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Protest Organizers Reach Crossroads

A man holding a painting titled, “We grieve together with bear cubs,” on Tuesday at a St. Petersburg protest. Alexander Demianchuk

The day after a large post-election rally ended in mass detentions, opposition leaders vowed more protests, sparking fears and raising questions about the sustainability of the protest movement.

“We will absolutely stage more rallies, and tens of thousands will take to the streets of Moscow and other cities and will refuse to leave,” opposition leader Alexei Navalny said as he emerged from police detention early Tuesday morning.

Navalny and others were dragged away by riot police after refusing to leave Pushkin Square following a peaceful protest for free and fair elections.

Tuesday evening, about 20 demonstrators wearing white ribbons were also detained on Pushkin Square, police said, Interfax reported. The group had attempted to enter the square, which has been fenced off by police since Monday’s rally.

At about the same time, negotiations for the next rally were in progress. A tentative date of March 10 was set.

“On March 10, we’ll take to the streets. I don’t see any other options,” said opposition leader Ilya Yashin, who was detained with Navalny.

But analysts speculated that after three months, protesters were losing their taste for large street rallies.

“There’s no demand for them anymore,” said Gleb Pavlovsky, head of the Foundation for Effective Policy and a former Kremlin adviser, citing relatively poor turnout and a perceived lack of enthusiasm at Monday’s protest.

On Tuesday, opposition leaders and officials sparred over exactly who was to blame for the mass detentions and whether riot police used proper restraint.

Videos of protesters forming a human chain around Navalny and opposition leader Sergei Udaltsov then being dragged away by police in full riot gear drew concern, including from U.S. Ambassador Michael McFaul, who tweeted that he was “troubled” by the footage.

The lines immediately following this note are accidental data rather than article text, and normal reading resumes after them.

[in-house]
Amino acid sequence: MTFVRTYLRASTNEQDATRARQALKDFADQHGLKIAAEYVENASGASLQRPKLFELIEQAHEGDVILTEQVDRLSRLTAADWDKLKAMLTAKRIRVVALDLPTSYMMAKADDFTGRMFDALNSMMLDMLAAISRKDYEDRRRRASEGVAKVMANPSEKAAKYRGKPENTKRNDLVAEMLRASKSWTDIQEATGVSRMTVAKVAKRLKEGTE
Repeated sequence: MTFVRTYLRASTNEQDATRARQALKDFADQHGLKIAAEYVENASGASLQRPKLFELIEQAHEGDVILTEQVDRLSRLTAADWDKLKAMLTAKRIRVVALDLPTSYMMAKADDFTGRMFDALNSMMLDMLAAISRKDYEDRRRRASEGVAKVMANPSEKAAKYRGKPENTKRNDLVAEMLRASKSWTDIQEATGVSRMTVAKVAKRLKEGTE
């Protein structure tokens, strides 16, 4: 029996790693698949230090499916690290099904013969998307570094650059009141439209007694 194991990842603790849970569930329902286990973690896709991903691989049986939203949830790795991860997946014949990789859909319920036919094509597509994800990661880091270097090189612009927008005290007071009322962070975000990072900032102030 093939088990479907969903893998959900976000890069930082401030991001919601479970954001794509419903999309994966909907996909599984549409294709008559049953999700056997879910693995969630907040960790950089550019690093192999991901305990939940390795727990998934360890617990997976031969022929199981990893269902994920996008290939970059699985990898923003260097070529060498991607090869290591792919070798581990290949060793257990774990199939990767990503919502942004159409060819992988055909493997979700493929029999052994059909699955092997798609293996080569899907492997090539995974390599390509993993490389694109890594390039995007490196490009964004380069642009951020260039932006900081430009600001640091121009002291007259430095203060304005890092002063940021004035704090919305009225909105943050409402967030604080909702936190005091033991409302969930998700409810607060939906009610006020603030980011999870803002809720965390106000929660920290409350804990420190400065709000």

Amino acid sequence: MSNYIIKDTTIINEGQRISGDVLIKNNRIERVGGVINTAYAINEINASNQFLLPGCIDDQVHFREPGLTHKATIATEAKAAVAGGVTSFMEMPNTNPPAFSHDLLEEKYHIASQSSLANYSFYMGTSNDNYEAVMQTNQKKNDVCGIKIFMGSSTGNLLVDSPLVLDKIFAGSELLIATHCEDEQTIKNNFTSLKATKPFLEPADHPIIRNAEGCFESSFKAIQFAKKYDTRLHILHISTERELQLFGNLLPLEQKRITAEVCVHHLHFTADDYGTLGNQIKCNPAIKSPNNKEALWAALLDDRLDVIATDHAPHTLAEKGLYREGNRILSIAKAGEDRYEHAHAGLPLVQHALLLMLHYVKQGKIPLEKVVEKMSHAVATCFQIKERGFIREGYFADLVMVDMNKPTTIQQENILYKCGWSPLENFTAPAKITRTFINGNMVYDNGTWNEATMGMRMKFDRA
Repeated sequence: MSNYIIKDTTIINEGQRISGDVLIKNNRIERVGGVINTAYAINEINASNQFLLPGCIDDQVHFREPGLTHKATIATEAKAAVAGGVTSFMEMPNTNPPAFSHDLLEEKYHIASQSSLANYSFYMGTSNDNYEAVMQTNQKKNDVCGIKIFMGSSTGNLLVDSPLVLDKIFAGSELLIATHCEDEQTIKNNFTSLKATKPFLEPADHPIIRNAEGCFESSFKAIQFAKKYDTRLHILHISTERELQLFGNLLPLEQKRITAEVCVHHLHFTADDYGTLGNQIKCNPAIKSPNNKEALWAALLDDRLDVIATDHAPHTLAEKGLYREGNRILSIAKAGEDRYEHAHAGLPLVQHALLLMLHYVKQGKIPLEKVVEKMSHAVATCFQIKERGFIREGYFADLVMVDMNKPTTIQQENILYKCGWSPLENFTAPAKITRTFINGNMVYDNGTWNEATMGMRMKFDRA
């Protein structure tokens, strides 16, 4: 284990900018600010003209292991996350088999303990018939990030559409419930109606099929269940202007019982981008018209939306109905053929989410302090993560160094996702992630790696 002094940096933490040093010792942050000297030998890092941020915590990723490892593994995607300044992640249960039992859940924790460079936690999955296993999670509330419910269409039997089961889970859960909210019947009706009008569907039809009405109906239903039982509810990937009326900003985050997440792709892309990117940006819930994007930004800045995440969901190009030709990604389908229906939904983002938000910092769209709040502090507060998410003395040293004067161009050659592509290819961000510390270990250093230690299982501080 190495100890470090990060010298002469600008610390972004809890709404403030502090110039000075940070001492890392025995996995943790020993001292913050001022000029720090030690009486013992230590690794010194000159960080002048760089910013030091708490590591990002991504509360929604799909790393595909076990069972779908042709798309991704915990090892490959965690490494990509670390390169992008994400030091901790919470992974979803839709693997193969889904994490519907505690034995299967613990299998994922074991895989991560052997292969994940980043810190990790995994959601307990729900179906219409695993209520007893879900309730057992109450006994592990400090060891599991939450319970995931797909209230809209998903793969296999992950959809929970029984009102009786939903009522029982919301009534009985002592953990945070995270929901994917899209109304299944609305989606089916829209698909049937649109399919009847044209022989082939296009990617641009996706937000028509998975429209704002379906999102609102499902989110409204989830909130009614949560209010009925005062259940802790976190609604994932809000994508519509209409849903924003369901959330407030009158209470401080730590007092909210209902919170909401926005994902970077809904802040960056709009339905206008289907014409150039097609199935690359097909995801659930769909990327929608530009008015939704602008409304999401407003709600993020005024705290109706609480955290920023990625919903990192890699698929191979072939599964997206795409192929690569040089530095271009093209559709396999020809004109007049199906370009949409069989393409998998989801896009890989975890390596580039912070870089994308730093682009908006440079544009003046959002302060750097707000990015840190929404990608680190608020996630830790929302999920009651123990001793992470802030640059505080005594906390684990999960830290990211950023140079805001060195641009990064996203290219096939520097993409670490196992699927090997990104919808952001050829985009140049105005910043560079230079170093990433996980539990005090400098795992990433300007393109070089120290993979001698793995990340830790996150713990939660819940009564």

The remark drew a sharp response from the Foreign Ministry, which replied via Twitter: “The police on Pushkin Square were exponentially more humane than the ones who broke up Occupy Wall Street protests.”

Prime Minister Vladimir Putin’s spokesman, Dmitry Peskov, also praised police for following the law with what he called “a high level of professionalism” and “effectiveness,” RIA-Novosti reported.

State Duma Deputy Ilya Ponomaryov wrote on his LiveJournal blog that riot police didn’t ask any questions before “savagely” breaking up a legal post-protest gathering.

But Navalny seemed to suggest that the confrontation was planned in advance.

“What happened today was Udaltsov’s experiment in creating a tent camp. … It showed that right now, at a moment’s notice, there are hundreds who will stay to the end,” he said.

All the people arrested Monday have been released, The Associated Press reported, adding that most face a maximum 2,000 ruble ($65) fine.

Investigators are looking into reports of calls to defy police orders and incite mass disorder at Monday’s rally, the Investigative Committee said in a statement on its website.